Pressure sensors are used in electronic devices across all industries and making them as accurate as possible means making them as thin as possible. Researchers from Khalifa University have developed a method to use a novel 2D material for highly-sensitive and tunable flexible pressure sensors.
Compared with conventional rigid silicon-based electronics, thin, flexible electronics can withstand various deformations such as tension, compression, bending and twisting. Pressure sensors that can transform external pressure into electrical signals are an indispensable application of flexible electronics, particularly for biomedical applications.
A team of researchers from Khalifa University has investigated how to develop a pressure sensor using a novel 2-Dimensional (2D) material, which is a single sheet of material that is just one atom thick, and 3D printing. They published their results in Advanced Engineering Materials. The research team includes Jing Fu, Research Associate, Somayya Taher, PhD candidate, Prof. Rashid Abu Al-Rub, Director of the Advanced Digital and Additive Manufacturing Center and Professor of Mechanical Engineering, Prof. TJ Zhang, Professor of Mechanical Engineering, Prof. Vincent Chan, Professor of Biomedical Engineering, and Prof. Kin Liao, Professor of Aerospace Engineering.
“Pressure sensors can be divided into various categories, including piezoelectric pressure sensors and piezoresistive pressure sensors,” Dr. Kin explained. “The working principle of a piezoresistive pressure sensor capitalizes on the change in the electrical resistance of the sensor against applied pressure. Such sensors have a simple structure, high sensitivity, fast-frequency response and low-energy consumption, making them popular candidates for various applications.”
An effective pressure sensor needs to be sufficiently thin. A sensor that is too thick may give erroneous readings as the sensor would press into a soft material, decreasing the load between the objects and increasing the measured pressure. To be as accurate as possible, researchers have turned to 2D materials to achieve sensors that are thin as possible.
“The engineering performance and robustness of a piezoresistive sensor mainly hinge on the sensor’s embedded active material,” Dr. Kin explained. “So far, different kinds of conductive materials have been used, such as metal nanoparticles, conductive polymers, graphene, and transition metal compounds. More recently, 2D materials have captured researchers’ attention worldwide, particularly transition metal carbides and nitrides or MXenes.”
MXenes are a family of 2D materials comprised of a pretransition metal, such as titanium (Ti), zirconium (Zr) or hafnium (Hf), with carbon and/or nitrogen, and hydroxyl, oxygen or fluorine surface functional group. These combinations give MXenes excellent electrical conductivity and hydrophilicity, making them promising candidates for applications such as piezoresistive sensors.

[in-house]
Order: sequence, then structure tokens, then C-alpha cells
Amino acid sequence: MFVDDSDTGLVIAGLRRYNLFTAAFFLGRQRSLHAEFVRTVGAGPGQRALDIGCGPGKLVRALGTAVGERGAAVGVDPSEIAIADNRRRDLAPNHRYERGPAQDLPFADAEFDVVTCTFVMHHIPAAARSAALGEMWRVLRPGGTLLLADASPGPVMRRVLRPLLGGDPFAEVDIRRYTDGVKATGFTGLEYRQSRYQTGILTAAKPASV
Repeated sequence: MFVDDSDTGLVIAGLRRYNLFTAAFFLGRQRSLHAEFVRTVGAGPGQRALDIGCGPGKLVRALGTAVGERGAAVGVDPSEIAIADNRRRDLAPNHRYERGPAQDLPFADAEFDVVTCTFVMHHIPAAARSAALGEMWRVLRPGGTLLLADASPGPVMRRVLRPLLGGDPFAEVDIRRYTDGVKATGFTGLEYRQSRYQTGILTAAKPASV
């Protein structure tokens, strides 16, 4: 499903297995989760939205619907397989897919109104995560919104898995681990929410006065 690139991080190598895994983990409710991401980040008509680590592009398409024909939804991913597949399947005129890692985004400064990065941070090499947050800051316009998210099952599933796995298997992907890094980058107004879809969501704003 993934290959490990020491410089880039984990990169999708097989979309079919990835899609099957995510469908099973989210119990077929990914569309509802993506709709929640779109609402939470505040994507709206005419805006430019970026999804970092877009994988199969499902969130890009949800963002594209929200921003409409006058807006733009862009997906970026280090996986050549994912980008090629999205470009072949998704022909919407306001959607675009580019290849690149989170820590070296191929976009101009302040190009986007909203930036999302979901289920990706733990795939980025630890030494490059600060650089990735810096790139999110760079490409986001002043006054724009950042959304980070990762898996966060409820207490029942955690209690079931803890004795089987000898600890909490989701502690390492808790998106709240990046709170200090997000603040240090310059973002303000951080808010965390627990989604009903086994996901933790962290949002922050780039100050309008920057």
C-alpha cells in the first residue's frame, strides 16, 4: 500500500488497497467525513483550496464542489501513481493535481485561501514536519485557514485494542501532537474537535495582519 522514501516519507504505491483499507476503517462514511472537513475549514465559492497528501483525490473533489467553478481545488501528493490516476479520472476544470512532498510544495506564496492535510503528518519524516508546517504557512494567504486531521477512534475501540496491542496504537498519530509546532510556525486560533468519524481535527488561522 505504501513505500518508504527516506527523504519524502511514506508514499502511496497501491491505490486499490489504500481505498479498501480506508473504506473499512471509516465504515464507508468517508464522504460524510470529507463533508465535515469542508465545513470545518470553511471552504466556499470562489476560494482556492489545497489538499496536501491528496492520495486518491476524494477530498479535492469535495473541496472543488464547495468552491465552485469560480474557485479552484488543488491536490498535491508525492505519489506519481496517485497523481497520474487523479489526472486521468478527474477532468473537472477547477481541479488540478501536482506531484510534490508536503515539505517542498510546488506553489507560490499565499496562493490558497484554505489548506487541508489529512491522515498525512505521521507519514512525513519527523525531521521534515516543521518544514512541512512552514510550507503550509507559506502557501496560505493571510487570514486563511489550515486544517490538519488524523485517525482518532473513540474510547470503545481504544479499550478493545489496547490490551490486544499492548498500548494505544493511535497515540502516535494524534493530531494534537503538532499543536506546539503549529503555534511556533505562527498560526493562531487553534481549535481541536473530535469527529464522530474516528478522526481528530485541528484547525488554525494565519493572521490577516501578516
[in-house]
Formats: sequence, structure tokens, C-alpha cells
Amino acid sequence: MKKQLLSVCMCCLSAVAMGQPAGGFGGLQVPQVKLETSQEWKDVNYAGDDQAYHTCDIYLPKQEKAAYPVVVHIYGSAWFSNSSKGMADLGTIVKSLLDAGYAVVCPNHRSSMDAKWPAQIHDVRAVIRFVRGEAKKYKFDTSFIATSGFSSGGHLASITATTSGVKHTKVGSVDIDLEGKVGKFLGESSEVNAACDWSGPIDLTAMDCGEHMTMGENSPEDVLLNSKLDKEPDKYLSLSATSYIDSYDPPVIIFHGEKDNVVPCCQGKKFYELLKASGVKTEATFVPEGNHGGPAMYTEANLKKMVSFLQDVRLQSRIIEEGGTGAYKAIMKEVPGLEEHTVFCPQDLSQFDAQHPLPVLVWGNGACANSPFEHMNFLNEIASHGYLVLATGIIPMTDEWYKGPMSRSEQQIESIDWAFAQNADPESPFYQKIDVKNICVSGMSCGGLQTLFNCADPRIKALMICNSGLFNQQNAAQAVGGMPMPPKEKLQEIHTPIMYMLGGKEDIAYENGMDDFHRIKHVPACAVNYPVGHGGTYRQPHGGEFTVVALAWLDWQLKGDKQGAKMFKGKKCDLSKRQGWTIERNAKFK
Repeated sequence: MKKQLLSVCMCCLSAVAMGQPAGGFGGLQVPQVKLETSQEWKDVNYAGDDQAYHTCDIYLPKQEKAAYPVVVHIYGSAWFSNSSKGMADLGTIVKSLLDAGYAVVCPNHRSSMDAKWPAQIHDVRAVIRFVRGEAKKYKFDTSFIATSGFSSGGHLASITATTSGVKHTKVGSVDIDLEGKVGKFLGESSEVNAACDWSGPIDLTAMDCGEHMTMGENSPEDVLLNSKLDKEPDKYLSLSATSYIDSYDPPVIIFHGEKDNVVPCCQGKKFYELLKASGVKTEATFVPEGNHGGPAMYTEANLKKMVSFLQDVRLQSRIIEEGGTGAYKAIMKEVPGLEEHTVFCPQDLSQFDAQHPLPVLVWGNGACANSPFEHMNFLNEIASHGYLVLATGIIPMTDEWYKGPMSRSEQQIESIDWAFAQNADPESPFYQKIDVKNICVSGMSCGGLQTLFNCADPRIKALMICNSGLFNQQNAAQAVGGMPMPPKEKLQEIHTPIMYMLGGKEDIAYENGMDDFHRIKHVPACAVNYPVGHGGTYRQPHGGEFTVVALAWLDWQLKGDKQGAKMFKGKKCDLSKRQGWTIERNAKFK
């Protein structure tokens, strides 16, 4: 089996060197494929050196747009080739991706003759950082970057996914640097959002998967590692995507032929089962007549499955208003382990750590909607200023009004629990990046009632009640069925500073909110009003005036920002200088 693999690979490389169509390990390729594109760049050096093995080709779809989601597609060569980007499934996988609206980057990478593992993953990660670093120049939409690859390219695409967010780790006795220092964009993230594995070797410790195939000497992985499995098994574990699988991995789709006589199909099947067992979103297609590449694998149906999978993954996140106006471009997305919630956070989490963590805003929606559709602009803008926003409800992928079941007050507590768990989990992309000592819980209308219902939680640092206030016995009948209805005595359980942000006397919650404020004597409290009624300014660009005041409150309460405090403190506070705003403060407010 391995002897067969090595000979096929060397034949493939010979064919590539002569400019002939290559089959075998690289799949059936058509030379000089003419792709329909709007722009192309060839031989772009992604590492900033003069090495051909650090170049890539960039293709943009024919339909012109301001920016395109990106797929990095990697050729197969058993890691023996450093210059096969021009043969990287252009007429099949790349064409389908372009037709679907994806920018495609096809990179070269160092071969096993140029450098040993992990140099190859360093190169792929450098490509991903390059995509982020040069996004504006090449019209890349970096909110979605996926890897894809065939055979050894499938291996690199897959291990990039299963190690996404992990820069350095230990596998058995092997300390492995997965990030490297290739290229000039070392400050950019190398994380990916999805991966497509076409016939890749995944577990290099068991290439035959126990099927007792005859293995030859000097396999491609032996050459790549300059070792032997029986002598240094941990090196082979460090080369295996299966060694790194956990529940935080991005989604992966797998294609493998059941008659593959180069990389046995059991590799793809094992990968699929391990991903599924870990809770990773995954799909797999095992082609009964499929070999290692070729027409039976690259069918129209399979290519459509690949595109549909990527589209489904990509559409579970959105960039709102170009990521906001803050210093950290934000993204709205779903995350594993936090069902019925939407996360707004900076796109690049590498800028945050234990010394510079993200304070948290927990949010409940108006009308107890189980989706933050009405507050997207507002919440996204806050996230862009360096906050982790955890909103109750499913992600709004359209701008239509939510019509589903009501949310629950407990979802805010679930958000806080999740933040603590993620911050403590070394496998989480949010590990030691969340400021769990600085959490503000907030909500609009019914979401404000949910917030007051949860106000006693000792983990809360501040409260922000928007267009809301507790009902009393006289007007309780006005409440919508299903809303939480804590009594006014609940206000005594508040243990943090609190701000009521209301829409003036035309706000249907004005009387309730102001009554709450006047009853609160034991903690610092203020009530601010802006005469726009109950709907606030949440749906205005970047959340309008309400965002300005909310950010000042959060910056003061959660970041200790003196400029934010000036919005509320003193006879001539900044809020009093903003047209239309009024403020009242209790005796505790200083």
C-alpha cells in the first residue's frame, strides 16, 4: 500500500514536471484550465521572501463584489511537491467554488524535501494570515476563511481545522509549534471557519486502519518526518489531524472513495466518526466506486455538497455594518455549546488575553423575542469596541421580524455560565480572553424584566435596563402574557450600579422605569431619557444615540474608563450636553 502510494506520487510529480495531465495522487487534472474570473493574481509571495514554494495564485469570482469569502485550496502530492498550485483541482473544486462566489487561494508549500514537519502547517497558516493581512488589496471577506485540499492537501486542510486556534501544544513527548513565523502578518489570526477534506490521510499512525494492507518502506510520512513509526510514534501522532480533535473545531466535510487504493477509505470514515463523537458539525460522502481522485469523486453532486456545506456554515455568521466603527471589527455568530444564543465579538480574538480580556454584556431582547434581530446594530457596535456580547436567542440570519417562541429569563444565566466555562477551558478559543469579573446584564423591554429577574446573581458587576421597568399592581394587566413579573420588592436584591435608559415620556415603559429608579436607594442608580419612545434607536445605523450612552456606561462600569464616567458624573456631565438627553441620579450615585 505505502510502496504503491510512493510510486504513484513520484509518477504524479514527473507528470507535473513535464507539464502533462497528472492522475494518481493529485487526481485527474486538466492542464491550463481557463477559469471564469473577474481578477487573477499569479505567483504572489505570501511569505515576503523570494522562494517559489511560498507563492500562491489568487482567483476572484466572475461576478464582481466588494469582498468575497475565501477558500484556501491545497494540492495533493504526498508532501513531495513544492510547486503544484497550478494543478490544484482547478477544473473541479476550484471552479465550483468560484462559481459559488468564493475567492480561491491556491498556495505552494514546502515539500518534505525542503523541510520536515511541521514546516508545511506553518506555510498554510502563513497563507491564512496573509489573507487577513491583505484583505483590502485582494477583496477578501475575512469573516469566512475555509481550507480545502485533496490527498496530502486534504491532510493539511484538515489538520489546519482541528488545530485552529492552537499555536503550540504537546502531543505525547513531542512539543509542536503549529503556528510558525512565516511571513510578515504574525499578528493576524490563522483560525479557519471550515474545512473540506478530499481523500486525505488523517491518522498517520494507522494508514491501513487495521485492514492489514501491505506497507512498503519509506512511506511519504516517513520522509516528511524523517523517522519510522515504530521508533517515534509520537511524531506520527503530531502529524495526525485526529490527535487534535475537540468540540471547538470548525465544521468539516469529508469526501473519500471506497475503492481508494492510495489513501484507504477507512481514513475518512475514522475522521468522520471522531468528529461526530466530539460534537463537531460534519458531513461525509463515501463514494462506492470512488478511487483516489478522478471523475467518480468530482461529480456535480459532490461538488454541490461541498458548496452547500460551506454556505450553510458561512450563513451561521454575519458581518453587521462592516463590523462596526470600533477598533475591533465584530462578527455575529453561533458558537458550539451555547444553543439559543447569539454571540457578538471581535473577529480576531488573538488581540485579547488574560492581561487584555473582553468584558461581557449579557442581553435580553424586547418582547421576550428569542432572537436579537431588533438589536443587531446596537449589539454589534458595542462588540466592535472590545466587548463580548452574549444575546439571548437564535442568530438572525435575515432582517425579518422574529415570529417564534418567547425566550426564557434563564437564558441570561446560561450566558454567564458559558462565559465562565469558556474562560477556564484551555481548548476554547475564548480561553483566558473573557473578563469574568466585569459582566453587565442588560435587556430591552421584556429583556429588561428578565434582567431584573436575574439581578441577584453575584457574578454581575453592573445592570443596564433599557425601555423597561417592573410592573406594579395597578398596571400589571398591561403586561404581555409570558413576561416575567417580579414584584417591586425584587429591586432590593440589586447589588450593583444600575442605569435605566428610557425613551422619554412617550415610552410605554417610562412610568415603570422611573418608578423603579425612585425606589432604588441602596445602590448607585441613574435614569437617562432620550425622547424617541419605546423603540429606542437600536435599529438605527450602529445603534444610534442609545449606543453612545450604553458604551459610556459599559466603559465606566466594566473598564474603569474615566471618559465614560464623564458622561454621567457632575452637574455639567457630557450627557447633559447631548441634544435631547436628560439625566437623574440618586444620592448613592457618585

As a 2D material, MXenes can be used as sheets and stacked on top of each other via van der Waals forces or hydrogen bonding between the functional groups. This way, MXenes can be formed into flexible and stable films, although the resulting material shows a very weak piezoresistive effect because when compressed, the structure of the sheet doesn’t allow for much deformation. Using MXenes in a 3D structure with similar length scales in all three dimensions would overcome this issue and make best use of the novel MXene material.
The Khalifa University team used additive manufacturing to develop the 3D structures. Traditional methods use templates upon which MXene layers are deposited before the templates are removed. While this does work, it does not allow for precise control of the internal structure of the resulting 3D scaffold. 3D printing overcomes this, with the technology able to fabricate flexible pressure-sensitive sensors with a high dynamic range through an easy to manipulate and large-scale manufacturing method.
“There are enormous possibilities in the design of internal structures that could be produced by 3D printing, but the triply periodic minimal surface (TPMS) structure is one of the more interesting,” Dr. Kin said. “The TPMS structure is known for possessing characteristics of surface area, mechanical robustness and thermal conductivity with an edge-free structure. Fabrication of 2D MXenes into the periodic, porous TPMS structure will lead to the development of novel 3D scaffolds with excellent electrical conductivity and mechanical properties.”
The team developed a simple and efficient method to combine MXene with a uniquely designed TPMS gyroid structure to create a 3D MXene-based gyroidal structure for use as a piezoresistive sensor with extremely high sensitivity, good response time and improvable durability. This method can be used to fabricate 3D MXene structures with any size, shape and internal structure.
More recently, Prof. Liao’s group has been working on constructing 3D structures of heterogenous 2D materials – different types of 2D materials organized in layered manner – for applications such as sensors, electromagnetic interference shielding, as well as energy-related applications.
25 May 2022